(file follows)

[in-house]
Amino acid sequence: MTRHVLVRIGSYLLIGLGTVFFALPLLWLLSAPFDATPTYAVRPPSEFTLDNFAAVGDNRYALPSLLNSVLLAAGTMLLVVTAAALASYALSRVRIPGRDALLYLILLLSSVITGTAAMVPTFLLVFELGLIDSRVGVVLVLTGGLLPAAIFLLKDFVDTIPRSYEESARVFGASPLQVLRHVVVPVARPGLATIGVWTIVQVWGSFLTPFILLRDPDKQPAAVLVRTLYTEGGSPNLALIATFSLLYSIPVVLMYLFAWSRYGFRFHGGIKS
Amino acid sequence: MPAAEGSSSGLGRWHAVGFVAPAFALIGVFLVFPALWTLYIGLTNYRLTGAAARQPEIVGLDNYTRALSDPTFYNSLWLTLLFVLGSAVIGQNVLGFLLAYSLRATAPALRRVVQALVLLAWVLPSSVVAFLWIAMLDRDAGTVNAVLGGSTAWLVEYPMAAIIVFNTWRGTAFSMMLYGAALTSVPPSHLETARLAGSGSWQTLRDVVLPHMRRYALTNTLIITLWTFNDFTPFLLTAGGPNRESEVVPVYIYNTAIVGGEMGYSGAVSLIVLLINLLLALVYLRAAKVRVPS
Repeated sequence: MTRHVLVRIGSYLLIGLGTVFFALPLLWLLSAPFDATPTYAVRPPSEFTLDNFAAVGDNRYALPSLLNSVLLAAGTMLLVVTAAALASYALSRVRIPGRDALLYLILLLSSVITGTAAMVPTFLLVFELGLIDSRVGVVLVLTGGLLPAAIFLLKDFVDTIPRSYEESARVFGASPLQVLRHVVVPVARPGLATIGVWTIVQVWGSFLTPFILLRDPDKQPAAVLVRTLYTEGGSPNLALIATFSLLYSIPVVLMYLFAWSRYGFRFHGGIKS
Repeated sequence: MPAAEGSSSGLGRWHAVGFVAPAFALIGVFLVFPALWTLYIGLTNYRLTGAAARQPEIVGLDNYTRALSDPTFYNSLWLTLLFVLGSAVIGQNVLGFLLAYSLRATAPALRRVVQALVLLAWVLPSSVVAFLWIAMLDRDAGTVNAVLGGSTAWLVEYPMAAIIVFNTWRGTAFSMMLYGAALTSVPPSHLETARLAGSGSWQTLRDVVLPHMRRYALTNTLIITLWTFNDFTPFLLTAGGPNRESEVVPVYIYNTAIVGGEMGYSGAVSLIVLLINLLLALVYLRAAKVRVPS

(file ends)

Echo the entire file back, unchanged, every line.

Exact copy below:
[in-house]
Amino acid sequence: MTRHVLVRIGSYLLIGLGTVFFALPLLWLLSAPFDATPTYAVRPPSEFTLDNFAAVGDNRYALPSLLNSVLLAAGTMLLVVTAAALASYALSRVRIPGRDALLYLILLLSSVITGTAAMVPTFLLVFELGLIDSRVGVVLVLTGGLLPAAIFLLKDFVDTIPRSYEESARVFGASPLQVLRHVVVPVARPGLATIGVWTIVQVWGSFLTPFILLRDPDKQPAAVLVRTLYTEGGSPNLALIATFSLLYSIPVVLMYLFAWSRYGFRFHGGIKS
Amino acid sequence: MPAAEGSSSGLGRWHAVGFVAPAFALIGVFLVFPALWTLYIGLTNYRLTGAAARQPEIVGLDNYTRALSDPTFYNSLWLTLLFVLGSAVIGQNVLGFLLAYSLRATAPALRRVVQALVLLAWVLPSSVVAFLWIAMLDRDAGTVNAVLGGSTAWLVEYPMAAIIVFNTWRGTAFSMMLYGAALTSVPPSHLETARLAGSGSWQTLRDVVLPHMRRYALTNTLIITLWTFNDFTPFLLTAGGPNRESEVVPVYIYNTAIVGGEMGYSGAVSLIVLLINLLLALVYLRAAKVRVPS
Repeated sequence: MTRHVLVRIGSYLLIGLGTVFFALPLLWLLSAPFDATPTYAVRPPSEFTLDNFAAVGDNRYALPSLLNSVLLAAGTMLLVVTAAALASYALSRVRIPGRDALLYLILLLSSVITGTAAMVPTFLLVFELGLIDSRVGVVLVLTGGLLPAAIFLLKDFVDTIPRSYEESARVFGASPLQVLRHVVVPVARPGLATIGVWTIVQVWGSFLTPFILLRDPDKQPAAVLVRTLYTEGGSPNLALIATFSLLYSIPVVLMYLFAWSRYGFRFHGGIKS
Repeated sequence: MPAAEGSSSGLGRWHAVGFVAPAFALIGVFLVFPALWTLYIGLTNYRLTGAAARQPEIVGLDNYTRALSDPTFYNSLWLTLLFVLGSAVIGQNVLGFLLAYSLRATAPALRRVVQALVLLAWVLPSSVVAFLWIAMLDRDAGTVNAVLGGSTAWLVEYPMAAIIVFNTWRGTAFSMMLYGAALTSVPPSHLETARLAGSGSWQTLRDVVLPHMRRYALTNTLIITLWTFNDFTPFLLTAGGPNRESEVVPVYIYNTAIVGGEMGYSGAVSLIVLLINLLLALVYLRAAKVRVPS